But getting back to why people feel it is necessary to beat the same old deceased equines (the Jews killed Christ, any depiction of the Lord on film is evil), I can only say that very often devout belief possibly covers for a deep-running ignorance . I can remember the same things being said about "The Last Temptation of Christ" (which I did see, and while it was thought-provoking, I didn't think it was cinematic tour-de-force), and quite honestly, the only people who recycle the same platitudes more often than religious folks are democrats (small 'd' intentional). I can remember quite clearly being yelled at by a white-haired grandmother that while standing in line for "The Last Temptation" that I had just, in fact, bought my ticket to hell. Considering the fact that I live in New York, I thought I had already been there for quite some time, but I was assured, strongly, that seeing that film would reserve me a window seat on the "Damnation Express". All I got out of that movie was that Barbara Hershey had nice tits. The other thought that came with that was that if Jesus had both a human and divine side, why should there not have been an internal struggle as to what his purpose was on Earth? The Temptation, if you recall, was that he had a chance to do things differently, to live a different life, and in the end, he didn't. He still wound up hanging on the cross because his duty was always clear. The film was a study of a man with overwhelming responsibilities (that often comes with divinity) who, perhaps, had one last regret about actually carrying that particular weight.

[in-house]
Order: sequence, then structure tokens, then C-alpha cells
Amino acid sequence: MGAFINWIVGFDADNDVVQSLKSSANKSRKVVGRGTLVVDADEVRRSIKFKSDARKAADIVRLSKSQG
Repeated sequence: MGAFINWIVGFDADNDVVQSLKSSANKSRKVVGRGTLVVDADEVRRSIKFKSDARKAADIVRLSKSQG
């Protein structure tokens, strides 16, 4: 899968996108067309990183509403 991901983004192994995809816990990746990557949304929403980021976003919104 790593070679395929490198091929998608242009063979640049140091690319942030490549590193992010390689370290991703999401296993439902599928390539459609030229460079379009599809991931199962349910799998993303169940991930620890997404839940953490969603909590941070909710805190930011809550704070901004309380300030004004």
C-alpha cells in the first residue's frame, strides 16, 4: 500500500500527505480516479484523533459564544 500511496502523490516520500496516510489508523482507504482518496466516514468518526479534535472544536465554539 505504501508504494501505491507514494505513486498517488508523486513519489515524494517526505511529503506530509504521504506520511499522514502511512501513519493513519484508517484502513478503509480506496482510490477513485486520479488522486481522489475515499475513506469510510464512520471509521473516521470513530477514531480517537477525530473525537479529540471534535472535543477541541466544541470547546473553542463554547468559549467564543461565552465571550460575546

The particulars, especially the scenes of sexual congress with Mary Magdalene, were shot as a dream sequence, nothing more. Of course, if dipicting Christ on film is evil, then showing Christ with private parts enaging in the sinful lusts of the flesh is inherently evil.

Maybe one of these days I will get into the theatre to see the movie. But in the meantime, I would appreciate that those who travel on buses across the country to dissuade me from an activity they have little first-hand knowledge about be kind enough to a) stay home and b) realize that hypocrisy on behalf of the Lord is no virtue.